Caught on camera: Child fires gun in room full of kids, Columbus man pleads guilty
COLUMBUS, Ohio (WOIO) - A Columbus man pleaded guilty on Monday after becoming the first person to be prosecuted for breaking the city’s gun storage laws; he was charged after a child found an unsecured gun and fired it in a room full of other kids.
“As a father, the images of a small child reaching into a couch cushion, finding a loaded firearm and discharging the weapon nearly pointed at his face are almost too chilling to watch,” said Columbus City Attorney Zach Klein. “There’s nothing wrong with responsible gun ownership, but leaving an unsecured gun around house for kids to find is not responsible. That’s why it’s important that the City passed its safe storage law, and why we will continue to defend our right to enact commonsense measures to keep our kids and communities safe. Too often, these incidents end in tragedy, but the fact is they are almost always preventable.”
As part of his plea deal, Matt Rivas will serve 10 days in jail, with another 170 days suspended. He will also be fined $150 and must serve two years of probation. During that time, he’s prohibited from owning, possessing or using a firearm.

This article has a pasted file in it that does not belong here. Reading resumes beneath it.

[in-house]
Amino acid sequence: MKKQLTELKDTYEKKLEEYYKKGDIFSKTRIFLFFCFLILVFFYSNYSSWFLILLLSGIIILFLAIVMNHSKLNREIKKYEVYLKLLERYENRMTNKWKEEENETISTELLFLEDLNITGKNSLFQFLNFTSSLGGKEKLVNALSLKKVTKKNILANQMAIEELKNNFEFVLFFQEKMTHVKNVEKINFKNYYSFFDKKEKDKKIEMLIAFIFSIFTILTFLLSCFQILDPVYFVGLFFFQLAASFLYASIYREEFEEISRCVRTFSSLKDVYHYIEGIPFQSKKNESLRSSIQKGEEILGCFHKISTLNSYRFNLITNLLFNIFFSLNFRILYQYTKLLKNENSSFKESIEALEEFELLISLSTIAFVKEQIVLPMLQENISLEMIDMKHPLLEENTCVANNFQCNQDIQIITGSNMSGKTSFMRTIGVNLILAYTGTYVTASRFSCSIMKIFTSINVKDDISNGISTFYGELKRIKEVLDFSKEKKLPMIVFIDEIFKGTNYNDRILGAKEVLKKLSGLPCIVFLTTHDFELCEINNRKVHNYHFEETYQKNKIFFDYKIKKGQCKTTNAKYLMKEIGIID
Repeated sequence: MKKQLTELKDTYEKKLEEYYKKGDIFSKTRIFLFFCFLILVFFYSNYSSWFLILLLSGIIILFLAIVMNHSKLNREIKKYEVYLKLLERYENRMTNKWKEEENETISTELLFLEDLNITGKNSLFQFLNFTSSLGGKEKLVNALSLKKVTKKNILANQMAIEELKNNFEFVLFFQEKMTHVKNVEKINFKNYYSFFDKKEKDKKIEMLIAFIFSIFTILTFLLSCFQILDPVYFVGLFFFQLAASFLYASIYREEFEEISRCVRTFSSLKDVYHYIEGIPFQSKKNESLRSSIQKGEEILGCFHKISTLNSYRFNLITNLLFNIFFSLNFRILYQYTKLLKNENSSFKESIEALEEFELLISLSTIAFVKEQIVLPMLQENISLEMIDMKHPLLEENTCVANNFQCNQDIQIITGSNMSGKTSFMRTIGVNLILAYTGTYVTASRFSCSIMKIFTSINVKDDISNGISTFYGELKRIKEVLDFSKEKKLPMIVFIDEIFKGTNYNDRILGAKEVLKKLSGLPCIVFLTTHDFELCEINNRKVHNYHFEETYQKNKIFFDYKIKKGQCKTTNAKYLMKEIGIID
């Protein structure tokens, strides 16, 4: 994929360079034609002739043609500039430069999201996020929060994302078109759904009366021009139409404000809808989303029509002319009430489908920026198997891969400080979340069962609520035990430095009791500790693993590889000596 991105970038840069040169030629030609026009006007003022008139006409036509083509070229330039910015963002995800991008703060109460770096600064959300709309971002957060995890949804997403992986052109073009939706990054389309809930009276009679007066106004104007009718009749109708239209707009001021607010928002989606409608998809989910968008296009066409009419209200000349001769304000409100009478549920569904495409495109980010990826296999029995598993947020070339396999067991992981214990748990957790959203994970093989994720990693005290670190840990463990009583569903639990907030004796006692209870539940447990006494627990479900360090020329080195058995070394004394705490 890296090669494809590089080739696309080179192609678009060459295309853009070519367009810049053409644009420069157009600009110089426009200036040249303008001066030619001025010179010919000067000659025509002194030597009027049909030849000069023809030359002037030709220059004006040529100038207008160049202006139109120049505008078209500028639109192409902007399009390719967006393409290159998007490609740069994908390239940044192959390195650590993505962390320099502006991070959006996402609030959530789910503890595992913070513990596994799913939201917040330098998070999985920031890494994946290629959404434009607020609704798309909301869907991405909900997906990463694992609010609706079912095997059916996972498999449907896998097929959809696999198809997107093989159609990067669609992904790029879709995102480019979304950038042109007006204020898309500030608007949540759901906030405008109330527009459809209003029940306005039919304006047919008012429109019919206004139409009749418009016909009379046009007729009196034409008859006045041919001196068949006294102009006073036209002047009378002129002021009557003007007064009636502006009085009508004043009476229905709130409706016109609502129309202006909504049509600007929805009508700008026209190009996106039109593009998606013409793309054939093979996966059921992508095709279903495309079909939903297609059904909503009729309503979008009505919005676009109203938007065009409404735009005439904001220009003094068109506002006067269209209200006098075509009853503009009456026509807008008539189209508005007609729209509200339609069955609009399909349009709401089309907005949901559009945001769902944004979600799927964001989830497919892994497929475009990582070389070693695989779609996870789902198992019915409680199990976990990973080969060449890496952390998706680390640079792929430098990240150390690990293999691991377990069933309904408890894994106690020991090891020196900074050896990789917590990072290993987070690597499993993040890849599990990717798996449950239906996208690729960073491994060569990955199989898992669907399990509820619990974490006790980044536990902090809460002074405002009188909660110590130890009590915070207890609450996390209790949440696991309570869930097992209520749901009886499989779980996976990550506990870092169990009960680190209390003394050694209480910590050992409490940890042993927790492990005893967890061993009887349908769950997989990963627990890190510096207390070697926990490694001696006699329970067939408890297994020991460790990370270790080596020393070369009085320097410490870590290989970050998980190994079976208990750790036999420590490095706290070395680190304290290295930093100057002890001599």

According to Klein’s office, one of the children was nearly hit, another sustained burn injuries and loss of hearing.
On March 11 in Cleveland, a 7-year-old boy died from a suspected self-inflicted gunshot after finding an unsecure weapon in a Clark-Fulton home.
Two people, Bryan Irby and Charticka Mock, were indicted on involuntary manslaughter and endangering children charges.
A man who identified himself as Bryan was seen in police bodycam video at MetroHealth telling officers what happened.
“We [were] in the bedroom asleep and we just heard a gunshot,” he said.
It’s unclear how or if the two are related to the child.
At least three similar incidents have been reported in Northeast Ohio over the last year.
“I normally tell people, if it’s locked up, if you’re not using it, if you’re not actively going to need it... lock it up. It’s not going to walk away, it’s not going to go off on its own. It’s always somebody that touched it,” said Beau Brickman of Stonewall Tactical in Broadview Heights.
He encouraged gun owners to consider gun safes to store their firearms, he also pointed out that all of their guns are sold with locks.
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